As this case proceeds through the courts and appeals follow (trial appears to be scheduled for August of 2019), questions concerning an association’s obligations vis-à-vis Megan’s Law will continue to arise. Although sex offenders are not a protected class, individuals with a mental illness are afforded protection under both state and federal discrimination laws. Caution is thus advised. Pennsylvania’s Megan’s Law, also known as SORNA (Sexual Offender Registration and Notification Act), requires community notification by law enforcement – indeed even before access to the website is granted, the following warning appears:
Welcome to the Pennsylvania State Police Megan’s Law Website
Any person who uses the information contained herein to threaten, intimidate, or harass the registrant or their family, or who otherwise misuses this information, may be subject to criminal prosecution or civil liability.
The Megan’s Law website provides for community notification (by law enforcement) only for certain types of offenders:
Active Community Notification-As applied to offenders registered under SORNA
Active Community Notification can ONLY take place for a sexual offender who has been given one of the following designations:
1. Sexually Violent Predator – An individual convicted of a Tier I sexual offense, a Tier II sexual offense, or a Tier III sexual offense who is determined to be a Sexually Violent Predator by the Court. The term also includes an individual determined to be a Sexually Violent Predator or a similar designation where the determination occurred in another jurisdiction, a foreign country or by court martial following a judicial or administrative determination pursuant to a process similar to that of the Commonwealth’s.
2. Sexually Violent Delinquent Child – A child who has been found to be delinquent for an act of sexual violence which if committed by an adult would be a violation of 18 Pa.C.S. § 3121 (relating to rape), 3123 (relating to involuntary deviate sexual intercourse), 3124.1 (relating to sexual assault), 3125 (relating to aggravated indecent assault), 3126 (relating to indecent assault) or 4302 (relating to incest)and who has been determined by the Court to be in need of commitment for involuntary treatment.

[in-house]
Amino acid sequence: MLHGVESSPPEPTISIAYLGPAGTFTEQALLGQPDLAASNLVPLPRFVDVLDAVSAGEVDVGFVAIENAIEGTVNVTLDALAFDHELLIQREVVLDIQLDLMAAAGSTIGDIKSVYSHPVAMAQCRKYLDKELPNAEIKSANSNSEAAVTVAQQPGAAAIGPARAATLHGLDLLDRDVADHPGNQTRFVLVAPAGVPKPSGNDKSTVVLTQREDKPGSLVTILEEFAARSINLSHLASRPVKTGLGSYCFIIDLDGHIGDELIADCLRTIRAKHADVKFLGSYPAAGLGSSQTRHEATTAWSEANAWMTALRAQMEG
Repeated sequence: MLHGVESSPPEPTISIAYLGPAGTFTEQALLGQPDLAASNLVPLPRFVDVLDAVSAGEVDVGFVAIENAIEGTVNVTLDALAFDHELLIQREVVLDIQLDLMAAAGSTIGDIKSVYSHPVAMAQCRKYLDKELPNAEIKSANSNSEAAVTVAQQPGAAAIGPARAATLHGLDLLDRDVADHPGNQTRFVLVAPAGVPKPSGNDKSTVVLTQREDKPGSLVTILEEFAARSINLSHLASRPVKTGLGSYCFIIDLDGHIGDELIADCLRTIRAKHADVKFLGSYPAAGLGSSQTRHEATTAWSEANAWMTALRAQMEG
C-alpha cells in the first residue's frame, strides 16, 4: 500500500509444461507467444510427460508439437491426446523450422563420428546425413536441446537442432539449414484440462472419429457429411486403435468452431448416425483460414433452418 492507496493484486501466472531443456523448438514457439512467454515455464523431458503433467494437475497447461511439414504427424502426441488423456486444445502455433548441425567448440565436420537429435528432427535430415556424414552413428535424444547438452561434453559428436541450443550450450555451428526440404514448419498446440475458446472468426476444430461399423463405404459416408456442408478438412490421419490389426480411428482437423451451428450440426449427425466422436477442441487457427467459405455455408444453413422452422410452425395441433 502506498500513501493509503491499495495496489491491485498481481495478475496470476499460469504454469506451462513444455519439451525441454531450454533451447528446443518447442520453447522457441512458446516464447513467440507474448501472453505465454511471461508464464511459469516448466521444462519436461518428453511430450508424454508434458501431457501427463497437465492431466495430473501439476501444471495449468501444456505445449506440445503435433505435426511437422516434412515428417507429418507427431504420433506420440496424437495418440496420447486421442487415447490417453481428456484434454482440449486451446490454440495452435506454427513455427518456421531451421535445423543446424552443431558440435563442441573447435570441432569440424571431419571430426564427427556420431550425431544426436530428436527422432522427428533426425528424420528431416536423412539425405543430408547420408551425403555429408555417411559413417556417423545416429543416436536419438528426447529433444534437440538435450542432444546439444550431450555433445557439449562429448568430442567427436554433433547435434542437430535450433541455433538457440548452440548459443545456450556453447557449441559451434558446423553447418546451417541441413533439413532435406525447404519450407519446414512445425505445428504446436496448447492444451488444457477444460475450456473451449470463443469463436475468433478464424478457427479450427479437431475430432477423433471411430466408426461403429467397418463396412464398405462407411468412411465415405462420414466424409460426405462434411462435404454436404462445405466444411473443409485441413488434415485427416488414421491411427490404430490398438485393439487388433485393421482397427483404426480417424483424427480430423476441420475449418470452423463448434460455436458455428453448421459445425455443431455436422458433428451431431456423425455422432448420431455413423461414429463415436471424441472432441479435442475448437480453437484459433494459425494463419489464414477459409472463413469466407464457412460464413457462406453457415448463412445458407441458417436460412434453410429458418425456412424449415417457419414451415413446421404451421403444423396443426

While owners and residents should be reminded to visit the Megan’s Law website in newsletters and on websites, associations ordinarily leave active community notification of offenders to law enforcement. Not only may such notification create a duty where no such duty exists (leading to potential liability for breach of that duty), the penalties for false information may be severe. In one known case, a South Carolina association was ordered to pay $890,000 in damages for posting sexual predator notices about the wrong individual.
What should a board do? There is, unfortunately, no simple answer. We recommend that boards meet with local law enforcement and legal counsel to evaluate whether, and to what extent, certain sex offender information can or should be disseminated. Preferably, this discussion should take place before the issue arises. Such inquiry will not only help clarify the association’s role under Megan’s Law, it will help boards minimize liability and exposure.